Sometimes, we don’t realize we are fragile until someone takes the time to truly see us. Over the weekend, I enjoyed time on the beach with two beautiful friends. We laughed until we cried. We stayed up late. We got up early. We walked the beach and collected shells. We camped on the beach until dark. We lived and loved big. We said how we were feeling in all moments. When we were happy, we said it out loud. When we were excited, we set it out loud. When we were spiraling through worries or irrational thoughts, we said it out loud. And in each of those moments, we were there for each other. It was safe. We felt safe and held in our vulnerability. We also said it outloud when we were seeing something good each other.
And it was in those moments, I realized how I’ve actually been doing. Have you ever been pushing hard through day-to-day life and then had someone compliment you and it made you want to cry? It’s a weird feeling. One that makes me feel a little crazy. But what I think it comes down to disconnection. Disconnection from self which leads to disconnection from others.
We get so busy doing all the things. Going to work, taking care of our home, trying to achieve personal goals, that suddenly life is about doing and not about living. And we can go on like for this weeks, months, even years until we have a moment when we are truly seen by another individual, and we have the capacity to take a breath and feel in that moment. It’s not that other people haven’t seen us. Haven’t tried to connect with us. It’s that the moment was right for us to shake ourselves out of the doing and into the living and feeling.
In that moment, on the beach at sunset, a kind word was spoken, and it made me want to cry. As odd and as basic as it sounds, it was like being reminded that I’m a person, and I have something good to offer. Seeing me get emotional, made my friends become emotional. They didn’t hear me say that I needed to hear more, but they told me more of the good they see in me.
And I was overwhelmed with gratitude to have these kinds of people in my inner circle.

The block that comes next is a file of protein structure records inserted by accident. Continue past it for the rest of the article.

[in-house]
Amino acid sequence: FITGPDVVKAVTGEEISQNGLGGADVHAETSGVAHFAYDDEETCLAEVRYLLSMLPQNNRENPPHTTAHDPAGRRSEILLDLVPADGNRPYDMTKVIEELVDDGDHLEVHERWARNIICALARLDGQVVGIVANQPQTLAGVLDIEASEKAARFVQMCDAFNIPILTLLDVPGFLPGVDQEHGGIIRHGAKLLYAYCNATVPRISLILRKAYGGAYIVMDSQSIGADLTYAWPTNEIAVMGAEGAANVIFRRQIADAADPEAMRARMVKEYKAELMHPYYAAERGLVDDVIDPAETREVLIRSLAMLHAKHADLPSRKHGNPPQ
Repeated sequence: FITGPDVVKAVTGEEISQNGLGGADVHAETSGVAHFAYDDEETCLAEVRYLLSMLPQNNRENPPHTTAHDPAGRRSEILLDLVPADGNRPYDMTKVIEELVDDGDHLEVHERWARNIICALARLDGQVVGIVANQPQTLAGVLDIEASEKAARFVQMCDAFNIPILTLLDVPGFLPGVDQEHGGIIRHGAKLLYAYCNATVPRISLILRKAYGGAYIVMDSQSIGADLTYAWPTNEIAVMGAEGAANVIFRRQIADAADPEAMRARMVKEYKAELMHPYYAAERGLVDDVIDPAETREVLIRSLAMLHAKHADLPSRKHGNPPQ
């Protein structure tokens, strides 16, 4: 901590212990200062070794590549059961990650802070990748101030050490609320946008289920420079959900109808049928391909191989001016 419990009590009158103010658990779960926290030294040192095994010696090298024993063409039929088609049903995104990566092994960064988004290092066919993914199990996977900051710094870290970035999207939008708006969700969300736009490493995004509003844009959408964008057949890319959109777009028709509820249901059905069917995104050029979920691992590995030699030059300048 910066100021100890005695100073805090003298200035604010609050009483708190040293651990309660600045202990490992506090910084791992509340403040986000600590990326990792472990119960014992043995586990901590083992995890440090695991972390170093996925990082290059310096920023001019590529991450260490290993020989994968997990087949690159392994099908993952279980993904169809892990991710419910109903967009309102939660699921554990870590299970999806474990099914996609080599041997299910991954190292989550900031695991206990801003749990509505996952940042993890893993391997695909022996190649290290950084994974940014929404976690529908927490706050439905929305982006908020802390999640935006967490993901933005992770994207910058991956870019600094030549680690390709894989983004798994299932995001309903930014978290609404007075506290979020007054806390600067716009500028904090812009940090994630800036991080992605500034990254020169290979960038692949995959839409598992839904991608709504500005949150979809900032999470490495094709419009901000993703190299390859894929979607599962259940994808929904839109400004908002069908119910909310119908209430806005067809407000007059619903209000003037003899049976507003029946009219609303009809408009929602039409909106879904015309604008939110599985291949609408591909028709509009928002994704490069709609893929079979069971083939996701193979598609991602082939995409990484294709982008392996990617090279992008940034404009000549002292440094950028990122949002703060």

As we boarded the plane home, I started to get anxiety about the flight. This is common for me. I start to worry about whether the plane will crash. I start to worry whether this is the end. I sit in silent suffering and fall down rabbit holes if I let myself. I’ve been this way for as long as I can remember.
The brain goes to what it experiences frequently. So, as I worried about the plane, I started to worry about all of kinds of other things that were also out of my control. People who might be thinking negative thoughts about me. People who might be making more progress in achieving their goals than me.
And in that moment, it hit me. If this flight were to go down, would all of those things I can’t control matter in my final moments?
Nope. And in a weird way, that’s how I found peace.
As much as I love the feeling of being accomplished and getting better, and as much as I intend to continue make the greatest impact I can in my little corner of the world, none of that should become a higher priority than my inner peace.
Perhaps we can achieve great things at a higher level with more finesse, when we prioritize our inner groundedness.
What is a micro-behavior you could change and monitor to give yourself more space to breath and simply be?
What is something that you could change with minimal effort that would make your life even a little better?
This is the work.